Section Five: Why will Financial Professionals Use XBRL?

Why would an Accounting or Financial professional use XBRL? Some of the benefits of using XBRL include:

  • Cuts down on data manipulation
  • Facilitates paper-less financial reporting
  • Conforms to industry-accepted methods
  • Can cut time required to perform various accounting tasks
  • Major software vendors will incorporate XBRL
  • Permits interchangeability of data
  • Analysis of multiple company financial information improves

Data manipulation happens when companies need to re-position the output from their financial systems to meet the needs of diverse users. A quarterly IRS tax form is very different in format and content from a quarterly SEC filing, although the information needed to file both documents comes typically from the same financial database. With XBRL, information will be entered once and the same information can be "rendered" as a printed financial statement, an HTML document for a Web site, an EDGAR filing file, a raw XML file, or a specialized reporting format such as periodic banking and other regulatory reports. The financial information chain(1) is enhanced with accelerated delivery of relevant data, and lower preparation costs.

Paper-less reporting is facilitated by employing XBRL. Prior to XBRL, financial information for reports was extracted from databases such as a general ledger. The extracted information would then need to be processed several times depending upon the needs of the user. For example, a typical balance sheet would need to be individually processed for SEC filings, for placement in the annual report, for examination by external auditors and for analysis by management. Each process could require an extra handling of the information to create the desired report. With XBRL, the information is coded once and ready for extraction electronically into reports for all information users. With the proper tools in place, the desired output for all uses of the balance sheet information can be transmitted electronically, without the need for a paper-based report.

XBRL conforms to industry-accepted methods. First, XBRL is a language based on a W3C recommendation, XML. The W3C, or World Wide Web Consortium, is the world’s most authoritative body for establishing Internet protocols. XML’s growing acceptance for use as a vehicle for data exchange is well documented.(2) Second, the XBRL development team created a specification that conforms to US generally accepted accounting principles (US GAAP) when developing XBRL for Financial Statements. The design is a GAAP/industry sector tagging scheme that allows room for additional XBRL taxonomies to be created.

Time savings from XBRL will come from several areas. First, multiple report preparations will take less time. XBRL-coded information can easily be fed into various instance documents to create customized output. Second, internal analysis of financial data will be quicker. This is because the data will already be in a format ready for analysis and will not have to be re-keyed. Third, financial analysts will able to extract, analyze and process this information with software tools designed specifically for this purpose.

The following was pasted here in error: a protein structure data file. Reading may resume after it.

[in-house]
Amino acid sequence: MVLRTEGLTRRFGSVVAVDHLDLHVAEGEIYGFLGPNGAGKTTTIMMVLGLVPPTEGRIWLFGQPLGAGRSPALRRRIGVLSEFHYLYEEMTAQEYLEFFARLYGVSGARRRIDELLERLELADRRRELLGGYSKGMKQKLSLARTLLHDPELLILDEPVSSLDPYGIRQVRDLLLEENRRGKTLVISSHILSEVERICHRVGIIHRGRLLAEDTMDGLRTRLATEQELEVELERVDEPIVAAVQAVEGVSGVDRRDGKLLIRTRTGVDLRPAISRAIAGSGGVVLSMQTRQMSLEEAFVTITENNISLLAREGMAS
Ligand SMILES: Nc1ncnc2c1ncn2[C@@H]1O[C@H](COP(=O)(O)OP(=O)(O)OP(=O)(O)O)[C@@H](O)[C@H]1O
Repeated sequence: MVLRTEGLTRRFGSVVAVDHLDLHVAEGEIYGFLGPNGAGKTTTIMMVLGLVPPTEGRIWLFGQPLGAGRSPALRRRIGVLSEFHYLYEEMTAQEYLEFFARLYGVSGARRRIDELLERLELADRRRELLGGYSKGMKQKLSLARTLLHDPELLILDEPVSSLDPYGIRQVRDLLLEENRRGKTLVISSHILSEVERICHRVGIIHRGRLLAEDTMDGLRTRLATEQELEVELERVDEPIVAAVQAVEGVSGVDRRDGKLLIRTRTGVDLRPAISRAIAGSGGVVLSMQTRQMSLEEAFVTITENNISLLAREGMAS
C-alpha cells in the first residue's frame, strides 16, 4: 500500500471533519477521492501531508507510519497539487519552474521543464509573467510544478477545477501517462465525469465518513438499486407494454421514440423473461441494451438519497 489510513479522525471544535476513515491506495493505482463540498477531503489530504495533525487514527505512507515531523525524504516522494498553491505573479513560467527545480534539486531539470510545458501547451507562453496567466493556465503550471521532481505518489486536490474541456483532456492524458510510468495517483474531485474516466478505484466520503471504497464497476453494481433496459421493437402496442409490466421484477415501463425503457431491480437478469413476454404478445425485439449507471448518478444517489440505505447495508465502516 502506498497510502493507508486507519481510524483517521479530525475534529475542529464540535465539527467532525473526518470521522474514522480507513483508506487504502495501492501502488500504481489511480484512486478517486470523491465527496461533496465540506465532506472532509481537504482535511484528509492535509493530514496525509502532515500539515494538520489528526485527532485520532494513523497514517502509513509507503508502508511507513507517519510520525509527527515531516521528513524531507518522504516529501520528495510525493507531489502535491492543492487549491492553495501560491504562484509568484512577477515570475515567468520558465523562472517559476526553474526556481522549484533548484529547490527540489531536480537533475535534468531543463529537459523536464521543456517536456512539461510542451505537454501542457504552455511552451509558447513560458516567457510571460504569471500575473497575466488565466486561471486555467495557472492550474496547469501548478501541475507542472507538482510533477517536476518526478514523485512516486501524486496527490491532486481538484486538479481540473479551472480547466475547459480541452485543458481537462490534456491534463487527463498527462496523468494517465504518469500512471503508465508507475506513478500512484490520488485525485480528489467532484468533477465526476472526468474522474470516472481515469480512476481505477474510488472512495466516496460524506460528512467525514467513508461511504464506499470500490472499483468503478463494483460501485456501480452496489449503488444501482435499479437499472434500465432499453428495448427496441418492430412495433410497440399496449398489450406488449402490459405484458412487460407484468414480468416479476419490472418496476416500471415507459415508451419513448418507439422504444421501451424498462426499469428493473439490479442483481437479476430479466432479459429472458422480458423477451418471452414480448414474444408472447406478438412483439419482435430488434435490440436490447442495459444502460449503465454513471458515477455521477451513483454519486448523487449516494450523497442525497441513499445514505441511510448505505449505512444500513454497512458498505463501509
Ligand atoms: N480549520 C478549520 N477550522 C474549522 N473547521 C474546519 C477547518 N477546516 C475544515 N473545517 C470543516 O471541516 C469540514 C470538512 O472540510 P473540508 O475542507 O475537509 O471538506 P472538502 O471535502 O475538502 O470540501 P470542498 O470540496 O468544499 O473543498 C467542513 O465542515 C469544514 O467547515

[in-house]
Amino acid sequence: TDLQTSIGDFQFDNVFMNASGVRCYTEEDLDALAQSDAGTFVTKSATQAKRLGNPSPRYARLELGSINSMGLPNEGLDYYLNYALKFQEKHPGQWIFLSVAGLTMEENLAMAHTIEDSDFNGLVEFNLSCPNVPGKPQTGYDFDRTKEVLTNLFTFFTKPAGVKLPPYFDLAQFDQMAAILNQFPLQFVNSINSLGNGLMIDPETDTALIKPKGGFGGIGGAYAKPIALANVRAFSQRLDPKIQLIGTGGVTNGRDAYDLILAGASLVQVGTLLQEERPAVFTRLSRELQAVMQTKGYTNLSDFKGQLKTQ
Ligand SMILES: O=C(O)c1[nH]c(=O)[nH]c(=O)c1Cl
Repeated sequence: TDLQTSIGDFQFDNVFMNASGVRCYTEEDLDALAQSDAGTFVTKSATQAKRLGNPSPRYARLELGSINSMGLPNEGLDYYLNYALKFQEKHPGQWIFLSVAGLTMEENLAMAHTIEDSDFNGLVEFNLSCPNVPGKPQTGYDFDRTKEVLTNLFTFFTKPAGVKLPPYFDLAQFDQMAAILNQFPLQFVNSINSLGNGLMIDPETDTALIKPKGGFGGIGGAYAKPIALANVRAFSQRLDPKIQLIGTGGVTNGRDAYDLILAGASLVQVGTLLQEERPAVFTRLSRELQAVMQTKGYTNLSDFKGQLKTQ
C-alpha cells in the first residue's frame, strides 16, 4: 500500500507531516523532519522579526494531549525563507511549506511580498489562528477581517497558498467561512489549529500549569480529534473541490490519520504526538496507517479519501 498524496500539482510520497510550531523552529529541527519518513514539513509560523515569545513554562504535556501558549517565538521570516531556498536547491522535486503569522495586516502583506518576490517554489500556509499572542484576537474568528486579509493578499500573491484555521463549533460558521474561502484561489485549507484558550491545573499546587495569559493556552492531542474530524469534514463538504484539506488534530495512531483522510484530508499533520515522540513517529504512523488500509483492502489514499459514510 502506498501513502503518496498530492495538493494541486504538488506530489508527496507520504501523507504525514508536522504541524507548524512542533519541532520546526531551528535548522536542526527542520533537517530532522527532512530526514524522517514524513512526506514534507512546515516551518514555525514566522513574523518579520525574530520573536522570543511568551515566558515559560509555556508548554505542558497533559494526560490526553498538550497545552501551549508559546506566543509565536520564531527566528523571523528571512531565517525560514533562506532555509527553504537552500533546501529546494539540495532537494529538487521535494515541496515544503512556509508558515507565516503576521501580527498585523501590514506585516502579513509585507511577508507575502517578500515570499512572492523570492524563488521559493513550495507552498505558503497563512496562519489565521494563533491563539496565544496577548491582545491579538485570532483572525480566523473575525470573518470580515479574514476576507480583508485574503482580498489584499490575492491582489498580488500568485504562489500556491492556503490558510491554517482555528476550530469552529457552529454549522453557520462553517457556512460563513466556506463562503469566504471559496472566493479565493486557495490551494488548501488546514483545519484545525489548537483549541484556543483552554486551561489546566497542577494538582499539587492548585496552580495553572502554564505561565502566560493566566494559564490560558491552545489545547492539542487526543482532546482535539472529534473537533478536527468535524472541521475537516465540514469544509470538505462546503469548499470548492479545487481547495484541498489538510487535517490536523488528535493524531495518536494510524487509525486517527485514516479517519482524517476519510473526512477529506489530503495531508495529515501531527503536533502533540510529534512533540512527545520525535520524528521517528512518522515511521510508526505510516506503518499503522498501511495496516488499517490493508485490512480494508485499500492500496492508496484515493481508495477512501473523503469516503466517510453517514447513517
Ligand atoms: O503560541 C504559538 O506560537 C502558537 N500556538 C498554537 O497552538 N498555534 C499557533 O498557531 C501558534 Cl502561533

Major software vendors are committed to developing software that will incorporate XBRL into their financial packages. Over 25 software vendors were members of the XBRL steering committee as of July, 2000.

Interchangeability of data is facilitated by the use of XML-compatible coding. XBRL is fully-compliant with the W3C’s XML 1.0 recommendation. When an XBRL-coded file is created, the document does not make any assumptions about how the data will be used by the requestor (or client). In other words, the XBRL-coded information could be displayed in a Web browser, sent to a database, sent to a printer, used to create another XML document or even listened to as a sound document. The same document can be used by many different applications using the intelligence of the data to build powerful applications.

Greg Adams, CFO of Edgar Online, a company focused on retrieving and organizing financial data filed with the Security and Exchange Commission's EDGAR system, predicts that XBRL will "revolutionize financial reporting." Speaking in the July 1, 2000 Wall Street Journal, Adams said that "because each line of the financial statements is tagged, the information will only need to be entered one time into the EDGAR systems.  This eliminates the manual keying of information and it lowers a company's cost to prepare financial statements."   XBRL will help to create a uniform way companies approach the information accumulated to accounts such as "trade receivables".  According to Adams, establishing "uniform categories of data enhance a comparison of reports in industries and sectors."  Tagged data can be sent directly to programming tools such as Microsoft Access 2000 or Excel 2000 for analysis.

Footnotes:

  1. The financial information chain would include all users of corporate financial information, typically stakeholders such as the SEC, IRS, stockholders, board of directors, employees, suppliers, financial providers and customers.
  2. http://www.aicpa.org/pubs/jofa/aug2000/zarowin.htm   Journal of Accountancy "Finally, Business Talks the Same Language"
  3. http://www.aicpa.org/pubs/jofa/may1999/hoffman.htm   Journal of Accountancy  "The X-ML Files"
  4. http://www.infoworld.com/articles/hn/xml/00/08/04/000804hnconsumer.xml   "Major Retailers Back XML" InfoWorld, found August 5, 2000.

Articles for further Study: 

GLOBAL XBRL INITIATIVE TO FACILITATE EXCHANGE OF FINANCIAL STATEMENTS, CPA Journal, June 2000.

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Copyright 2008 Saeed Roohani, XBRL Education